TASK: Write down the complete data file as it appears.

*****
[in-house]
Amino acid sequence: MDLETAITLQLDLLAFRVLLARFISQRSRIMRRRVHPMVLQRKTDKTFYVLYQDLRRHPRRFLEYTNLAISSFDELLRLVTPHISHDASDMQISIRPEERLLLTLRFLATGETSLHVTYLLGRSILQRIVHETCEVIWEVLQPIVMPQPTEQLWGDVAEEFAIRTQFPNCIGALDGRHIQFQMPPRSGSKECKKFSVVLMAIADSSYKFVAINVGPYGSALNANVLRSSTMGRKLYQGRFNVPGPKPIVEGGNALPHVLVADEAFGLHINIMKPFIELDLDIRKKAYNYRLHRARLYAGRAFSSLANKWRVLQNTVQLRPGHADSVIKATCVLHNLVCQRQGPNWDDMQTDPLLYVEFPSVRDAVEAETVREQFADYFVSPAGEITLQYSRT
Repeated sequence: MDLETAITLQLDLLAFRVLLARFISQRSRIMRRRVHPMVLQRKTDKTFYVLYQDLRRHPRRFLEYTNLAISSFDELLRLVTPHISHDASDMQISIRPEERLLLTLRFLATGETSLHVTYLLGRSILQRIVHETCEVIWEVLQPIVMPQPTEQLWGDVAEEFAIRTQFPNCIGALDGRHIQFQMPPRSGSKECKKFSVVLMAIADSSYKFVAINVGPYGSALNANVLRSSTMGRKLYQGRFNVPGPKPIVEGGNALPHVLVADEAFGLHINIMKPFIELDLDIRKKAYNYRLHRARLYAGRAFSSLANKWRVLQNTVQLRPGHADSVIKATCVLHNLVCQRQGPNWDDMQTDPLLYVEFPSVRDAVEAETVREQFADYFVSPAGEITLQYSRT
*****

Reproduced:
[in-house]
Amino acid sequence: MDLETAITLQLDLLAFRVLLARFISQRSRIMRRRVHPMVLQRKTDKTFYVLYQDLRRHPRRFLEYTNLAISSFDELLRLVTPHISHDASDMQISIRPEERLLLTLRFLATGETSLHVTYLLGRSILQRIVHETCEVIWEVLQPIVMPQPTEQLWGDVAEEFAIRTQFPNCIGALDGRHIQFQMPPRSGSKECKKFSVVLMAIADSSYKFVAINVGPYGSALNANVLRSSTMGRKLYQGRFNVPGPKPIVEGGNALPHVLVADEAFGLHINIMKPFIELDLDIRKKAYNYRLHRARLYAGRAFSSLANKWRVLQNTVQLRPGHADSVIKATCVLHNLVCQRQGPNWDDMQTDPLLYVEFPSVRDAVEAETVREQFADYFVSPAGEITLQYSRT
Repeated sequence: MDLETAITLQLDLLAFRVLLARFISQRSRIMRRRVHPMVLQRKTDKTFYVLYQDLRRHPRRFLEYTNLAISSFDELLRLVTPHISHDASDMQISIRPEERLLLTLRFLATGETSLHVTYLLGRSILQRIVHETCEVIWEVLQPIVMPQPTEQLWGDVAEEFAIRTQFPNCIGALDGRHIQFQMPPRSGSKECKKFSVVLMAIADSSYKFVAINVGPYGSALNANVLRSSTMGRKLYQGRFNVPGPKPIVEGGNALPHVLVADEAFGLHINIMKPFIELDLDIRKKAYNYRLHRARLYAGRAFSSLANKWRVLQNTVQLRPGHADSVIKATCVLHNLVCQRQGPNWDDMQTDPLLYVEFPSVRDAVEAETVREQFADYFVSPAGEITLQYSRT